“All Violet wants is to be with Lincoln. But he has a secret so great it could tear them apart.
Then there’s Pheonix. He’s intense and enigmatic, but always there for her.
Caught up in a battle between light and dark – where angels seeks vengeance and humans are warriors – Violet must decide how much she’s willing to sacrifice. And who to trust…
The wrong choice could cost her not only her life, but her destiny”
Jessica Shirvington is better known in Australia as the wife of former Olympic athlete, Matt Shirvington, but with her debut release of Embrace she’s set to make a name for herself in the young adult writers scene.
Violet Eden has always been crazy for Lincoln. They’ve grown close over the years but Lincoln has always been reluctant to let anything other than friendship be shared between them. When Violet becomes determined to get some answers she get more than she bargained for she discovers that not only is Lincoln a Grigori – part human part angel, but so is she.
Battle lines are drawn and Violet is put under pressure to accept her Grigori nature – but is she ready to accept a life she never wanted?
Discovering you’re half angel comes as quite a shock (as it would) to our main character Violet. This news leaves her with an identity crisis as she comes to grip with a life she seemingly has no say in. This gives her initially an anti-hero role in the story but soon enough finds a reason to ‘embrace’ her fate.
Violet is generally likeable though I found it a bit difficult to relate to her, particularly in her choice in men, but in this book, she can’t be completely blamed for her emotions. Violet swung from being strong and independent to damsel in distress at various times in Embrace. She is only 17 though, so for now, she’s forgiven but I’m hoping that once she understands her talents she’ll become the strong lead she’s capable of being.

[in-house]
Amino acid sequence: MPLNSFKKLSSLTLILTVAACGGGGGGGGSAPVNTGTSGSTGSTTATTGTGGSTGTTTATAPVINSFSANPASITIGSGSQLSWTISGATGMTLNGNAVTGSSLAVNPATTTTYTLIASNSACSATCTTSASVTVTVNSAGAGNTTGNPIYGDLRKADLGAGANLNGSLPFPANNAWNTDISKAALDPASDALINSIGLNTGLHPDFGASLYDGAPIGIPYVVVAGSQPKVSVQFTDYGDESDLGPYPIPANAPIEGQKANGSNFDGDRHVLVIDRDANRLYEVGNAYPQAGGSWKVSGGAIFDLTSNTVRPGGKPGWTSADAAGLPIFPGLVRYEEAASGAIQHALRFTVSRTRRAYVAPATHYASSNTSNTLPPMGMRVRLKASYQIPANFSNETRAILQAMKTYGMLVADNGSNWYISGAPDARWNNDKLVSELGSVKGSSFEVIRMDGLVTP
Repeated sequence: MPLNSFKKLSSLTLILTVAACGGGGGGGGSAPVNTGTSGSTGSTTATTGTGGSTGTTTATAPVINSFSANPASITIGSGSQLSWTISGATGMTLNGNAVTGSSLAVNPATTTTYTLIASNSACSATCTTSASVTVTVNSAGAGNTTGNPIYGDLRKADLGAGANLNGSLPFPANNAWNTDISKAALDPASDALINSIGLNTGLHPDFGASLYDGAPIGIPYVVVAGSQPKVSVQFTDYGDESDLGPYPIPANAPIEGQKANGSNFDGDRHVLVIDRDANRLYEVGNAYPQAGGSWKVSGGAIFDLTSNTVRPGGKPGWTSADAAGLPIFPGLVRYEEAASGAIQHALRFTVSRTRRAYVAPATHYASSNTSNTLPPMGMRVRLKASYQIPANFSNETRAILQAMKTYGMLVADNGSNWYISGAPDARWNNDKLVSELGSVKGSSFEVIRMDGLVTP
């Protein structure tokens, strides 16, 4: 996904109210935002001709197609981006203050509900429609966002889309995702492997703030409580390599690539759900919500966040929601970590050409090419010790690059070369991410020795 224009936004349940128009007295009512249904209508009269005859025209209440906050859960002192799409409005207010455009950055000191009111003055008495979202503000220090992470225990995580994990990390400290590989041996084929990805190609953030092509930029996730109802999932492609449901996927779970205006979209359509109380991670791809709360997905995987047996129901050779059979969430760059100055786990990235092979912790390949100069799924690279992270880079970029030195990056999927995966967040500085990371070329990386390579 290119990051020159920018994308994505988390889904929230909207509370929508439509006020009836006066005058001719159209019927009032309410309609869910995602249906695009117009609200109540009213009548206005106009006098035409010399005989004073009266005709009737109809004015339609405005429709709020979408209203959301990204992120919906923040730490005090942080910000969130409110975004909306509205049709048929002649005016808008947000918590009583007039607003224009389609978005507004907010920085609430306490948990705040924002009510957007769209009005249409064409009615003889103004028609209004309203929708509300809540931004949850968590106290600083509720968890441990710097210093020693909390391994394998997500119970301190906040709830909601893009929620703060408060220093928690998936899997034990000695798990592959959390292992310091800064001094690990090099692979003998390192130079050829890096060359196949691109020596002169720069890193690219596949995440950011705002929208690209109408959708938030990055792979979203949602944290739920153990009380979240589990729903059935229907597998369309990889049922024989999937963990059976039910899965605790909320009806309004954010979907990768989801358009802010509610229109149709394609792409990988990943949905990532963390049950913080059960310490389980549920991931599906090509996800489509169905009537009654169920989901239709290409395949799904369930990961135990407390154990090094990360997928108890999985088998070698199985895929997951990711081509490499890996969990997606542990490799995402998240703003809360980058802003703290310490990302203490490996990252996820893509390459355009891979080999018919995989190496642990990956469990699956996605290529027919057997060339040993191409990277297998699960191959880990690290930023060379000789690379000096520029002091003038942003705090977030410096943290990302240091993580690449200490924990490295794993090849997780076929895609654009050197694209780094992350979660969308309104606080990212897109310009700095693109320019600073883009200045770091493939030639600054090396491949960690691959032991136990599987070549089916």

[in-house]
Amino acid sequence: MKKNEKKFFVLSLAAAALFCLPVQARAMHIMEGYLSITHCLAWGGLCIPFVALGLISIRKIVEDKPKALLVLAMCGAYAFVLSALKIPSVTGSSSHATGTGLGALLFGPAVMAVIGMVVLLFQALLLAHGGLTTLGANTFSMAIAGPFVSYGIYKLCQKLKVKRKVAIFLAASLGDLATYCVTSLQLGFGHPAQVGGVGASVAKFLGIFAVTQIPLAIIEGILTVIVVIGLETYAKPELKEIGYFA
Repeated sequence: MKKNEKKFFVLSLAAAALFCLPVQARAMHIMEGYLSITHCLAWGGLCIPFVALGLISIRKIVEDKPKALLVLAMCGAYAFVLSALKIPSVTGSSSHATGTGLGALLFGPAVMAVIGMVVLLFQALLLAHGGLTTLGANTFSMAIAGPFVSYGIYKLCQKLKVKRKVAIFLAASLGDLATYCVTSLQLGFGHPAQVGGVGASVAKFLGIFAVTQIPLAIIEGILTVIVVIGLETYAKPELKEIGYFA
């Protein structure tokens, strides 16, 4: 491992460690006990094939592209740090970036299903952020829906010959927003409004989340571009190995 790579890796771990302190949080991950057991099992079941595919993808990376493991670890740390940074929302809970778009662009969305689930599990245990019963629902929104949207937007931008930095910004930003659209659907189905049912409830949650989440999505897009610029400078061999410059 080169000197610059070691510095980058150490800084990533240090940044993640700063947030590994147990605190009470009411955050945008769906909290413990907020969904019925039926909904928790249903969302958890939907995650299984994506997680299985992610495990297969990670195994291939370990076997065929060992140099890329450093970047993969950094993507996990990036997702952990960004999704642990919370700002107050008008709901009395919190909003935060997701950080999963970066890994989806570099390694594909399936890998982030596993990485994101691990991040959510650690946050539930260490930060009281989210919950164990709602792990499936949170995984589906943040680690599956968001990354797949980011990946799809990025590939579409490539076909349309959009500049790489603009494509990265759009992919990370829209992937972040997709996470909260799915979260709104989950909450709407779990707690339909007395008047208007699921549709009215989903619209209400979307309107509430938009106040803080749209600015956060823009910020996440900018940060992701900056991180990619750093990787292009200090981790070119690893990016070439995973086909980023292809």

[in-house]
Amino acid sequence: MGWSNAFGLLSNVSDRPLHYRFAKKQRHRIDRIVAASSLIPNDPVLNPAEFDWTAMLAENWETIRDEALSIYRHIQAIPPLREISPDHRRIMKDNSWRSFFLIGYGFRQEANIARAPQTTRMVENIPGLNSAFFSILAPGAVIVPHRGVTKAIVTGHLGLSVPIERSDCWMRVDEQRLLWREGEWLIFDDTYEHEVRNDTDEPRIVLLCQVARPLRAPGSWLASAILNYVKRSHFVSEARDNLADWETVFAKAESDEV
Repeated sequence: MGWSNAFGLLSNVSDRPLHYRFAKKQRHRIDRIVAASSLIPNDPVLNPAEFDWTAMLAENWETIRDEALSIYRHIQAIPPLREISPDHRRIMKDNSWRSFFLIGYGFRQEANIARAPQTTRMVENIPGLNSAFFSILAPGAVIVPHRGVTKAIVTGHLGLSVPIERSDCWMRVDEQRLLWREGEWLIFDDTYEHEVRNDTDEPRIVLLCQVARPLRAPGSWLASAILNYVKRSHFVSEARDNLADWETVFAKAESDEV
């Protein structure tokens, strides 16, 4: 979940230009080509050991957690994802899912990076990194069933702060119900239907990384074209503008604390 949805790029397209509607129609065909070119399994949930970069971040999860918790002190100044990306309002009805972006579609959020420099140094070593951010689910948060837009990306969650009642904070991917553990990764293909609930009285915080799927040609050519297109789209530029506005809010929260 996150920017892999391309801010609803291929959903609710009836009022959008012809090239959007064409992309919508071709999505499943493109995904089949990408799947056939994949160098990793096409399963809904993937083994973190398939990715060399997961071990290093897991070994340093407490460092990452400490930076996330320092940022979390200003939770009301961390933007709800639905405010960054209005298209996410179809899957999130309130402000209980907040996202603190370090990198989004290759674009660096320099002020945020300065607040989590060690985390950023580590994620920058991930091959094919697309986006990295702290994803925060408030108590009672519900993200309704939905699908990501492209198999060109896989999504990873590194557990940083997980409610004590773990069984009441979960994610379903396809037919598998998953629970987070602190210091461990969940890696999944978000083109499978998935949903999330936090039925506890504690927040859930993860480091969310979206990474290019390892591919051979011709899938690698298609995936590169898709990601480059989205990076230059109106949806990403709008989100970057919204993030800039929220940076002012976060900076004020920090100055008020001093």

The love triangle in Embrace fits into the mould of, good guy who’s been a friend forever vs the mysterious stranger with a dark past (sigh). Although I did like Lincoln (Mr Good Guy), there wasn’t enough seen of him to make a proper judgment. Phoenix on the other hand I completely haaaaaated. This guy is a grade A stalker. The blurb describes him as intense, but he’s also manipulative, forceful, jealous and possessive (something at times both boys were guilty of).
The writing itself draws you in, as you begin to learn about the fascinating take on the Grigori and exiled Angels as well as the religious mythology that’s woven into the storyline (without coming across as preachy). I loved the use of quotes at the start of each chapter. I’ve seen some authors do it but usually they seem obscure or unrelated but these quotes complimented the story and the chapter ahead.
Though I found the take on the concept of Angels original and clever, there were some parts of the plot that I did find a bit predictable and there was a lot of convenience in the way some scenes were resolved (including Violet’s best friend Steph who is totes cool with the whole Angel thing after an explanation in the food court).
Violet’s dad is conveniently absent and neglectful to his daughter and her whereabouts. Which, although is handy for the story, just seems a bit unrealistic. It’s ironic that while he turns a blind eye, everything a parent dreads to happen to their child, basically happens to Violet (think sex, stabbing and jumping off cliffs).
It might sounds like I didn’t like Embrace, but I really did, it was enjoyable, Shirvington has a remarkable style of writing that immerses you in the story, but it’ll be the kind of book you’ll either love or hate. Like a lot of the books I’ve read this year, the story has potential, but it’ll really depend on where the next book takes us.
Publication Date: October 2010
Teaser Quote: “I slowly opened my eyes. The sun speared its first bright rays of golden orange into the sky and I leapt from the cliff, knowing that no matter what the outcome, at least some part of me would die that day…”